After leaving the big beehive, we got back onto the highline trail until we found the intersection for the Plain of Six Glaciers trail and started making our way to the second Tea House for lunch. There were beautiful views of glaciers along the way and even though we were doing this hike in July, we encountered areas of snow on the trail which slowed us down a little bit. This portion of the hike took us about 1:45.
The Plain of Six Glaciers Tea House was also built by the Canadian Pacific Railway for guests at Chateau Lake. It was built in 1927 and although it changed ownership in 1959, its original way of life has been preserved. Much like the Lake Agnes Tea House, this Tea House also uses no electricity and all items are made fresh daily. The workers stay on property for five days at a time and hike back down for the other two days. Since it was lunchtime and we had a small breakfast, we decided to go with the full meal option one which included a beverage of choice, hot soup, a sandwich on homemade bread, and chocolate cake. Sandwich choices included cheese, hummus, or peanut butter and jelly. We very much enjoyed both the food and the atmosphere here.
We chose the cheese sandwiches as our main course. If you are planning on doing the same, keep in mind that they do not have electricity so the cheese is not melted.
After recharging, we picked up the Plain of Six Glaciers trail again and after debating about whether or not we wanted to head toward Abbott’s pass, we settled on heading back since we had been gone a good majority of the day. While on our way back, we heard a loud noise that sounded like a thunderclap immediately followed by the sound of a helicopter. It wasn’t until we were almost back that we realized that sound that we heard was an avalanche. Even though they aren’t as common in July, they can happen. We were thankful that we were safe and nowhere near where this occurred. We eventually reached our starting point on the trail. This portion took us 1:20 minutes, making our entire day, with stops included about 8 hours and 30 minutes. It was a wonderful day spent hiking in nature, enjoying breathtaking views, and relaxing at tea houses. We would recommend doing this entire challenge and adding in a few other stops if you are feeling up to it!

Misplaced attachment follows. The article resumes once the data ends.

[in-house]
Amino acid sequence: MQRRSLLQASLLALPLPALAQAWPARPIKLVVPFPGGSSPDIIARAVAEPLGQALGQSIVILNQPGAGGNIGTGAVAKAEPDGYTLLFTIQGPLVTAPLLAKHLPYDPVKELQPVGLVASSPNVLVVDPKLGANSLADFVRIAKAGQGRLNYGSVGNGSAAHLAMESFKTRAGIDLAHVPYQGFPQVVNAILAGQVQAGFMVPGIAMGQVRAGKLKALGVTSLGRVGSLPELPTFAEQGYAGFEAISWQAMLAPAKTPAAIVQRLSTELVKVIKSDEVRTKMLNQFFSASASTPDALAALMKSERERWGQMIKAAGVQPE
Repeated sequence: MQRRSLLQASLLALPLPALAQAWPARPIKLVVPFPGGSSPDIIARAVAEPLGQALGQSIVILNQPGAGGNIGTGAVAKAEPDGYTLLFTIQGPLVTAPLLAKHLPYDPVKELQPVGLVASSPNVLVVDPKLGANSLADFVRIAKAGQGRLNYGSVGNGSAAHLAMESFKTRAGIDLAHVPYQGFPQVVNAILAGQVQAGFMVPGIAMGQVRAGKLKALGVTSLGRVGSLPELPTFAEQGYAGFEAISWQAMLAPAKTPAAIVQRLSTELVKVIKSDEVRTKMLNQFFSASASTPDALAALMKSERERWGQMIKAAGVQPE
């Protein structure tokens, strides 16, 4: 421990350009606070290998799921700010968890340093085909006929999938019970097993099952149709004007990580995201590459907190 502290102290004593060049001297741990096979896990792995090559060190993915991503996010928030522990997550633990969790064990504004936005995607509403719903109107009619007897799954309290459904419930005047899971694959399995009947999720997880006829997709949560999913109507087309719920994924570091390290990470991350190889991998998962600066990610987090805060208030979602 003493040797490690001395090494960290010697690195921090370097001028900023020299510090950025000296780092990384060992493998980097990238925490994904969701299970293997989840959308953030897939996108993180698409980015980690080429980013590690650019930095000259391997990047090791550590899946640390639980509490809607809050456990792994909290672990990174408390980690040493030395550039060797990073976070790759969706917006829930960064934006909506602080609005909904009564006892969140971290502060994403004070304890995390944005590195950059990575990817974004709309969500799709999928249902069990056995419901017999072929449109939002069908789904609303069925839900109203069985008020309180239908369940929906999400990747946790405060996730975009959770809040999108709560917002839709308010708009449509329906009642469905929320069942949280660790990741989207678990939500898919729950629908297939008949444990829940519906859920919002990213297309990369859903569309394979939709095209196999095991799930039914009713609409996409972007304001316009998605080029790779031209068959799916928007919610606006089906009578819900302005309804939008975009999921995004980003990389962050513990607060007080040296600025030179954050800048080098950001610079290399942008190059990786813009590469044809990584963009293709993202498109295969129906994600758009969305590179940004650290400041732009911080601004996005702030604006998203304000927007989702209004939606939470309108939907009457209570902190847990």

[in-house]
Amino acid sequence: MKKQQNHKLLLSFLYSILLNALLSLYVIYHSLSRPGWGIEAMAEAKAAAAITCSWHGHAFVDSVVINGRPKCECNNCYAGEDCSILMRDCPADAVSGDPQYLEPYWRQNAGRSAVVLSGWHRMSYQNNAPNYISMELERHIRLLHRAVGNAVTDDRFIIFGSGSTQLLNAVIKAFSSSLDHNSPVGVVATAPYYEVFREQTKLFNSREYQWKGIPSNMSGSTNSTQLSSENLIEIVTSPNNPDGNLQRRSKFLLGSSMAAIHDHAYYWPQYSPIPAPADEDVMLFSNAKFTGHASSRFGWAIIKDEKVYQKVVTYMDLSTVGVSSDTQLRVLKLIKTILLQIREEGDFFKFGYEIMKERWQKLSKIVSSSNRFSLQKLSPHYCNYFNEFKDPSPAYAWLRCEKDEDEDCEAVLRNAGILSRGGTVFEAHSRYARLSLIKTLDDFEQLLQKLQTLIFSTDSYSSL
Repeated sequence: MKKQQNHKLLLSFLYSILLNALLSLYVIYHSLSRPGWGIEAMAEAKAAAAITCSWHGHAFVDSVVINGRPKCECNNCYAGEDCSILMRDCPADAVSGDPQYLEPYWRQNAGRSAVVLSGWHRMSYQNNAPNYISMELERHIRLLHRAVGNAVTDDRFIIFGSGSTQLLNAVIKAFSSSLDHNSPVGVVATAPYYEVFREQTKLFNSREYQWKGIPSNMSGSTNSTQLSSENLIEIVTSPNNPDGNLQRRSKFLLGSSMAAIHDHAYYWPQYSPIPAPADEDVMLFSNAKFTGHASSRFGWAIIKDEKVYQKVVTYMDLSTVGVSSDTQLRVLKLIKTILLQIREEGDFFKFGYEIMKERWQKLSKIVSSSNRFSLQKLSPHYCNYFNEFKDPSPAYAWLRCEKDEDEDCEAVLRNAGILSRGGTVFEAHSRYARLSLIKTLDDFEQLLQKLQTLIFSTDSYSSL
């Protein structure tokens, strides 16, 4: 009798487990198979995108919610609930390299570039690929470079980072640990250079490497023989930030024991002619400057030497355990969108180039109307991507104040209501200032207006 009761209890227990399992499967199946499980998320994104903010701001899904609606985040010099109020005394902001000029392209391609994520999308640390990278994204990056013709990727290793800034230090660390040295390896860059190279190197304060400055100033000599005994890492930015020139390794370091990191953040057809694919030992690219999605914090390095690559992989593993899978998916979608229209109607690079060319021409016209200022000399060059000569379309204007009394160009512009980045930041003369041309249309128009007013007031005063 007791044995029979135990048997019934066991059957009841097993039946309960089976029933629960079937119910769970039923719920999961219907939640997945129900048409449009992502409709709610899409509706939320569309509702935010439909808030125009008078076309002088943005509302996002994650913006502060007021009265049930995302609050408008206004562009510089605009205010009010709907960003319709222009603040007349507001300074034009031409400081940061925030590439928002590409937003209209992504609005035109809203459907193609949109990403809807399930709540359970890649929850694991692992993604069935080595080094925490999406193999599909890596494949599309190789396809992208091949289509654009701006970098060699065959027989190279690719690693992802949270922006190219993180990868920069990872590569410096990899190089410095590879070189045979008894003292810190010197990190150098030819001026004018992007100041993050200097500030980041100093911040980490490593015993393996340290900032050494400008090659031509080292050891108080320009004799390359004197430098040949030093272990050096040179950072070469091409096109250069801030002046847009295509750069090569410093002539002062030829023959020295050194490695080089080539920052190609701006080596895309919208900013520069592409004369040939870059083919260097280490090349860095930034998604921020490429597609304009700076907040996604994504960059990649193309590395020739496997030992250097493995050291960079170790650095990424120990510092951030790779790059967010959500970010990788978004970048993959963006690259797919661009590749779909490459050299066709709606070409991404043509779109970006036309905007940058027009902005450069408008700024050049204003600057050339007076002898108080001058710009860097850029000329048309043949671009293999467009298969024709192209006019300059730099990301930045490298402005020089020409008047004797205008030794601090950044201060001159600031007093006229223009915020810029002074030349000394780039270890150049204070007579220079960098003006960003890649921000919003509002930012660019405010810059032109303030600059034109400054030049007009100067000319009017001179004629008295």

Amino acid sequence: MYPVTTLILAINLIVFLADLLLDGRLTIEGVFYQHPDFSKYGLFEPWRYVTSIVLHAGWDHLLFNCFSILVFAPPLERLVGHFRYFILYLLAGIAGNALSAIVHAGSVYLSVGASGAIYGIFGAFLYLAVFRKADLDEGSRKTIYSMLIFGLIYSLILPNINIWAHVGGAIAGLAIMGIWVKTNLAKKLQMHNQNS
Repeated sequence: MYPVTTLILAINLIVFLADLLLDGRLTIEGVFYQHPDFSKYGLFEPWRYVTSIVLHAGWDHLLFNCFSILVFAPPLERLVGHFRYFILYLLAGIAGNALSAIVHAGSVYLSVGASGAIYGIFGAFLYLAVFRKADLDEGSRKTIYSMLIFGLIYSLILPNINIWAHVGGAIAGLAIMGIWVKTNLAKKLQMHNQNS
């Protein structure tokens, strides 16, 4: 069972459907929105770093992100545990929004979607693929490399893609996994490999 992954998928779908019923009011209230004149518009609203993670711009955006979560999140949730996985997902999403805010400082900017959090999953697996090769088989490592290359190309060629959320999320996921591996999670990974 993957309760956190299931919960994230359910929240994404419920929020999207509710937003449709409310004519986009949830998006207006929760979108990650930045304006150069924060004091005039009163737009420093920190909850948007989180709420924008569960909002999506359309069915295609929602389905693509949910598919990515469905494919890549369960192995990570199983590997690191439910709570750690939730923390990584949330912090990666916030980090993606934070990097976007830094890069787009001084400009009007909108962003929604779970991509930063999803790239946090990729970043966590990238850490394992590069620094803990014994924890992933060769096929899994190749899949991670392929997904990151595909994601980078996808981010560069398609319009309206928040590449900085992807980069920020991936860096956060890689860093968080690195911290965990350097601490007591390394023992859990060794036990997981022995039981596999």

Seems like we love big hikes, Read about our hike to Garibaldi Lake Here!
What should you know before you go?
- Both tea houses prefer cash. They will accept USD and CAD, but you will pay 10% more if you are using USD. The Plain of Six Glaciers Tea House does accept credit cards, but they must take your information and hike it down to the lower Lake Louise area where they are able to use electricity and credit card machines. There is a $4 charge for this service. Additionally, they do not accept debit cards.
- The conditions on the mountains can change drastically throughout the day. Dress appropriately and bring extra clothes in your daypack.
- This entire circuit will take at least six hours but may take more or less time depending on your fitness level, time spent at stops, and the stops you choose to take
- You could go to the little beehive instead of the big beehive
- You can see on Abbott’s pass and/or devils thumb before picking the Plain of Six Glaciers trail back up and heading back to the starting point.
Plain of Six Glaciers Tea House